The increase in electronics can be seen in our nation’s test scores. “There were declines of at least 2 points on all three sections of the test — critical reading, math and writing” (Anderson, “SAT Scores at Lowest Level in 10 years…”). The College Board shows the average SAT writing score in 2015 to be 484. This is 13 points less than 9 years ago. The iPhone was released in the summer of 2007, the same year that we begin to see this decline. Scientists have known that there is a direct correlation between reading and writing, and that writing improves retention and promotes cognitive development(Miller, “Writing, Thinking: A Critical Connection”). As the world around us becomes supersaturated with devices, teenagers spend hours a day on electronics. They no longer pick up a book in their free time. They update their ‘status’ instead. Electronics are more of a distraction than a useful tool.
Teachers have had iPads thrust upon them, regardless of whether or not they wanted them. Our society is pushing everyone to digitize in great haste, and it is hard for many to process. Many teachers at Central have struggled with the instantaneous integration of iPads. The assimilation has just begun, but not without costs, both academic and financial. So much time has been wasted due to malfunctions. In 2015, Central claimed to have run out of paper because of “less state funding”(Leachman et. al). Yet in every classroom, there are $15,000 worth of iPads paid for by a grant. It would be much more economically logical to just get a grant for paper. Not only is it cheaper, it also can’t run out of battery life.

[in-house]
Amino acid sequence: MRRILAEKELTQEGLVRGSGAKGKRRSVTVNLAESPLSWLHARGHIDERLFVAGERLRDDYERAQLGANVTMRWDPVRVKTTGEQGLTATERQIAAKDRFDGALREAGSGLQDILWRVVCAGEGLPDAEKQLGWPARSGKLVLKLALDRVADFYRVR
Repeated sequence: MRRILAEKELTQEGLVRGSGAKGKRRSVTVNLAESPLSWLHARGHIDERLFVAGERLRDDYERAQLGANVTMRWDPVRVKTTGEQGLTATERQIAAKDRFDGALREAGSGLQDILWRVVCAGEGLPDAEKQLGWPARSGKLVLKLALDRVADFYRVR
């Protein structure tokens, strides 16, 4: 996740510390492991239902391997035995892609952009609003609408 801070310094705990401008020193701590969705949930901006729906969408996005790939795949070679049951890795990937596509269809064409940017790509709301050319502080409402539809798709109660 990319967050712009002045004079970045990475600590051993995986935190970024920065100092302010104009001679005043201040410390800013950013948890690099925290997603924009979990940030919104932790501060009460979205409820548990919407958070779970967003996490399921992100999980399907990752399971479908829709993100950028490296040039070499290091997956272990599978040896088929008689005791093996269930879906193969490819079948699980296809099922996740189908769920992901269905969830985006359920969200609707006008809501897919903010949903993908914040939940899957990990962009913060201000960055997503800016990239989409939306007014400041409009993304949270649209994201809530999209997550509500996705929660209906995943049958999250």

With all this said, I am not against the use of electronics in schools. Some teachers do utilize iPads in a way that benefits the student. iPads are a fantastic resource that allows all students to have access to all the information they need. iPads are a dictionary, a calculator, a textbook, a planner, even a notebook. But what we must understand is that it can also be distraction, a gaming device, a television, an answer key. iPads have been forced on us without enough forethought. Schools have attempted to integrate Pads into the old curriculum, with less than successful results. Elliot Soloway, the founder of the Center for Highly Interactive Classrooms, Curricula and Computing in Education, says, “Bolting technology onto an existing curriculum will not lead to increased student achievement”(Tynan-Wood, “iPads in the Classroom: the Promise and the Problems”).
J.K. Rowling said it best in Harry Potter and the Order of the Phoenix: